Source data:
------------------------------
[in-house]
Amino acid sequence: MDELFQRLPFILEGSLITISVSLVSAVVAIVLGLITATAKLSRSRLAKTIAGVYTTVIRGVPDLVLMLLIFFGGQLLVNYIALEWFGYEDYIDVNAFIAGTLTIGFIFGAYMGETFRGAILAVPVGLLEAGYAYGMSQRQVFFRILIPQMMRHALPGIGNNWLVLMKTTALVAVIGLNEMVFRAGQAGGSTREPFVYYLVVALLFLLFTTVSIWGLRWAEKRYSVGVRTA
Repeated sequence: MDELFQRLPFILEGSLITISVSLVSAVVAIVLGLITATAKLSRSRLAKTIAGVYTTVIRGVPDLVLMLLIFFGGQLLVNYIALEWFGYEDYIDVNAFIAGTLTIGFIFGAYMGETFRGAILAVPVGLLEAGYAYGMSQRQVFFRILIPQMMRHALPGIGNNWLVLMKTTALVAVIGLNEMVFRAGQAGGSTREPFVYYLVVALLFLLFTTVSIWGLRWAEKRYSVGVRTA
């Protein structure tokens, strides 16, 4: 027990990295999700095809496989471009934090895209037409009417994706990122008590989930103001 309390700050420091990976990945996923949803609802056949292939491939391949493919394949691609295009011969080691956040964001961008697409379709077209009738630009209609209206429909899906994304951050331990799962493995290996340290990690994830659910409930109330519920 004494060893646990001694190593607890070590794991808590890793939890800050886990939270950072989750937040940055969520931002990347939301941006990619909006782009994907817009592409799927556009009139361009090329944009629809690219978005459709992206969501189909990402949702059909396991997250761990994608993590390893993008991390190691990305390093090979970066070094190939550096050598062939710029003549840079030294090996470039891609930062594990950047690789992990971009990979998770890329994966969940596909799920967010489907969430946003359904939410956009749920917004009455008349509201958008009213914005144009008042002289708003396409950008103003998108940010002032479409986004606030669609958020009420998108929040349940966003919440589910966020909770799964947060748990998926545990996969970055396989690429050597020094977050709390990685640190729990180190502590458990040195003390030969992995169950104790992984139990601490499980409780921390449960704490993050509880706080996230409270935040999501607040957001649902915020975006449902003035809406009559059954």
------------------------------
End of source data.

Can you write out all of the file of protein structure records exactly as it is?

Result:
[in-house]
Amino acid sequence: MDELFQRLPFILEGSLITISVSLVSAVVAIVLGLITATAKLSRSRLAKTIAGVYTTVIRGVPDLVLMLLIFFGGQLLVNYIALEWFGYEDYIDVNAFIAGTLTIGFIFGAYMGETFRGAILAVPVGLLEAGYAYGMSQRQVFFRILIPQMMRHALPGIGNNWLVLMKTTALVAVIGLNEMVFRAGQAGGSTREPFVYYLVVALLFLLFTTVSIWGLRWAEKRYSVGVRTA
Repeated sequence: MDELFQRLPFILEGSLITISVSLVSAVVAIVLGLITATAKLSRSRLAKTIAGVYTTVIRGVPDLVLMLLIFFGGQLLVNYIALEWFGYEDYIDVNAFIAGTLTIGFIFGAYMGETFRGAILAVPVGLLEAGYAYGMSQRQVFFRILIPQMMRHALPGIGNNWLVLMKTTALVAVIGLNEMVFRAGQAGGSTREPFVYYLVVALLFLLFTTVSIWGLRWAEKRYSVGVRTA
């Protein structure tokens, strides 16, 4: 027990990295999700095809496989471009934090895209037409009417994706990122008590989930103001 309390700050420091990976990945996923949803609802056949292939491939391949493919394949691609295009011969080691956040964001961008697409379709077209009738630009209609209206429909899906994304951050331990799962493995290996340290990690994830659910409930109330519920 004494060893646990001694190593607890070590794991808590890793939890800050886990939270950072989750937040940055969520931002990347939301941006990619909006782009994907817009592409799927556009009139361009090329944009629809690219978005459709992206969501189909990402949702059909396991997250761990994608993590390893993008991390190691990305390093090979970066070094190939550096050598062939710029003549840079030294090996470039891609930062594990950047690789992990971009990979998770890329994966969940596909799920967010489907969430946003359904939410956009749920917004009455008349509201958008009213914005144009008042002289708003396409950008103003998108940010002032479409986004606030669609958020009420998108929040349940966003919440589910966020909770799964947060748990998926545990996969970055396989690429050597020094977050709390990685640190729990180190502590458990040195003390030969992995169950104790992984139990601490499980409780921390449960704490993050509880706080996230409270935040999501607040957001649902915020975006449902003035809406009559059954």